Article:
Channelpedia

PubMed 14608007


Referenced in Channelpedia wiki pages of: none

Automatically associated channels: Nav1.4



Title: Mexiletine block of wild-type and inactivation-deficient human skeletal muscle hNav1.4 Na+ channels.

Authors: Ging Kuo Wang, Corinna Russell, Sho-Ya Wang

Journal, date & volume: J. Physiol. (Lond.), 2004 Feb 1 , 554, 621-33

PubMed link: http://www.ncbi.nlm.nih.gov/pubmed/14608007


Abstract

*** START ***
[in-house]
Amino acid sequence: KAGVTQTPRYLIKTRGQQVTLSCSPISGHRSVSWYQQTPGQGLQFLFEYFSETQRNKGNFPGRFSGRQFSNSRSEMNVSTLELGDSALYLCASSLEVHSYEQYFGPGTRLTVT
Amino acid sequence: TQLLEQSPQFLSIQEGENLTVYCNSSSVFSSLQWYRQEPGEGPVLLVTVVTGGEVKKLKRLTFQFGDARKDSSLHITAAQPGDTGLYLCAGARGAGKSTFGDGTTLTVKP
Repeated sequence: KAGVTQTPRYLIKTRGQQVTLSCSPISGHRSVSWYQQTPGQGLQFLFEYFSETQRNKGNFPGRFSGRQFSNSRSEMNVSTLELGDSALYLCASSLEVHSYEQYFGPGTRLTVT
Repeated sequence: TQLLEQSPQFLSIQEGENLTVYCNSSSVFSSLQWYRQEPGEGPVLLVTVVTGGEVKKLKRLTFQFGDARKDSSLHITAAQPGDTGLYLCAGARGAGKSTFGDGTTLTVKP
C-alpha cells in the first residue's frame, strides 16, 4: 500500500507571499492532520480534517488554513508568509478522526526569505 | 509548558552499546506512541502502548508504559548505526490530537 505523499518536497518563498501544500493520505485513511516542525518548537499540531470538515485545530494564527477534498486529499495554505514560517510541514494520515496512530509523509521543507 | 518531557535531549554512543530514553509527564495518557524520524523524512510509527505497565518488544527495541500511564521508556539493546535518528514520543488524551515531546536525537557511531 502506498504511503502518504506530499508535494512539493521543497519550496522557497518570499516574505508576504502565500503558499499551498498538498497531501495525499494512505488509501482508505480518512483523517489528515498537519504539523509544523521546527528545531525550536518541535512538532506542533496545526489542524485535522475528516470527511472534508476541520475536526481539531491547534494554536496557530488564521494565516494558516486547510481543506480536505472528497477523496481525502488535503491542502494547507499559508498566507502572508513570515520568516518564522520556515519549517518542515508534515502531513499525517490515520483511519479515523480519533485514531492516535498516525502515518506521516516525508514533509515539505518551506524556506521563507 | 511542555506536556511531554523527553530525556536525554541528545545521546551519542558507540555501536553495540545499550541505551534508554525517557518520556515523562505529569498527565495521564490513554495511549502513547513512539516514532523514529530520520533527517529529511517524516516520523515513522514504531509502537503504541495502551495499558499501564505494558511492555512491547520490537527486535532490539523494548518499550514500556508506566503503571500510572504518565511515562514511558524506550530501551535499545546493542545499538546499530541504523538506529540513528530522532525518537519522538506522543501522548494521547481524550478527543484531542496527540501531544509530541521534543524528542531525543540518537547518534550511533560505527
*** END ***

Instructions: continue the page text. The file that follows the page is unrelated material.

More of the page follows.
Mexiletine is a class 1b antiarrhythmic drug used for ventricular arrhythmias but is also found to be effective for paramyotonia congenita, potassium-aggravated myotonia, long QT-3 syndrome, and neuropathic pain. This drug elicits tonic block of Na(+) channels when cells are stimulated infrequently and produces additional use-dependent block during repetitive pulses. We examined the state-dependent block by mexiletine in human skeletal muscle hNav1.4 wild-type and inactivation-deficient mutant Na(+) channels (hNav1.4-L443C/A444W) expressed in HEK293t cells with a beta1 subunit. The 50% inhibitory concentrations (IC(50)) for the inactivated-state block and the resting-state block of wild-type Na(+) channels by mexiletine were measured as 67.8 +/- 7.0 microm and 431.2 +/- 9.4 microm, respectively (n= 5). In contrast, the IC(50) for the block of open inactivation-deficient mutant channels at +30 mV by mexiletine was 3.3 +/- 0.1 microm (n= 5), which was within the therapeutic plasma concentration range (2.8-11 microm). Estimated on- and off-rates for the open-state block by mexiletine at +30 mV were 10.4 microm(-1) s(-1) and 54.4 s(-1), respectively. Use-dependent block by mexiletine was greater in inactivation-deficient mutant channels than in wild-type channels during repetitive pulses. Furthermore, the IC(50) values for the block of persistent late hNav1.4 currents in chloramine-T-pretreated cells by mexiletine was 7.5 +/- 0.8 microm (n= 5) at +30 mV. Our results together support the hypothesis that the in vivo efficacy of mexiletine is primarily due to the open-channel block of persistent late Na(+) currents, which may arise during various pathological conditions.